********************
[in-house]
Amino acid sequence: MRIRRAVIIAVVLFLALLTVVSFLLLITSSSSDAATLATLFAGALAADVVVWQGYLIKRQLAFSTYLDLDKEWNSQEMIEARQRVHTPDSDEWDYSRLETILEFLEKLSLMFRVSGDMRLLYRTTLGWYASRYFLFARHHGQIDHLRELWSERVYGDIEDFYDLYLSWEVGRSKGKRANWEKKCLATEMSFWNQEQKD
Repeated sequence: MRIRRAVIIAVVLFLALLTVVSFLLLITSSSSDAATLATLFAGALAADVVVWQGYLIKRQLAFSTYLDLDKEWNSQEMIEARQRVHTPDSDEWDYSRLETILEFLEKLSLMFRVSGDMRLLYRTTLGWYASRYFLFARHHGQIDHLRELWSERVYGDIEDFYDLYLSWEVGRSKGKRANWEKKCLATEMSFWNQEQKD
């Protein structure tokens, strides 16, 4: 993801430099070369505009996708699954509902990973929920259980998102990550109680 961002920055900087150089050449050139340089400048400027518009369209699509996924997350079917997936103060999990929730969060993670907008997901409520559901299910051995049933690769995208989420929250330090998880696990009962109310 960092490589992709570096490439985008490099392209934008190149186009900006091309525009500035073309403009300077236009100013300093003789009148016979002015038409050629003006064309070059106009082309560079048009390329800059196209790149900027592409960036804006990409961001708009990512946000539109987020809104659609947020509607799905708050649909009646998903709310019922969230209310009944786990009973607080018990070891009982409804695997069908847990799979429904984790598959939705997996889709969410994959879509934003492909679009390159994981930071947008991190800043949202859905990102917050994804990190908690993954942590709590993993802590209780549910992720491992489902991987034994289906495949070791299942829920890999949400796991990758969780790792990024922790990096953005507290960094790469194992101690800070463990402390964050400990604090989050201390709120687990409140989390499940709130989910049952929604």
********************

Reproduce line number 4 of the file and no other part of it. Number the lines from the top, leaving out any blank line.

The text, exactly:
């Protein structure tokens, strides 16, 4: 993801430099070369505009996708699954509902990973929920259980998102990550109680 961002920055900087150089050449050139340089400048400027518009369209699509996924997350079917997936103060999990929730969060993670907008997901409520559901299910051995049933690769995208989420929250330090998880696990009962109310 960092490589992709570096490439985008490099392209934008190149186009900006091309525009500035073309403009300077236009100013300093003789009148016979002015038409050629003006064309070059106009082309560079048009390329800059196209790149900027592409960036804006990409961001708009990512946000539109987020809104659609947020509607799905708050649909009646998903709310019922969230209310009944786990009973607080018990070891009982409804695997069908847990799979429904984790598959939705997996889709969410994959879509934003492909679009390159994981930071947008991190800043949202859905990102917050994804990190908690993954942590709590993993802590209780549910992720491992489902991987034994289906495949070791299942829920890999949400796991990758969780790792990024922790990096953005507290960094790469194992101690800070463990402390964050400990604090989050201390709120687990409140989390499940709130989910049952929604």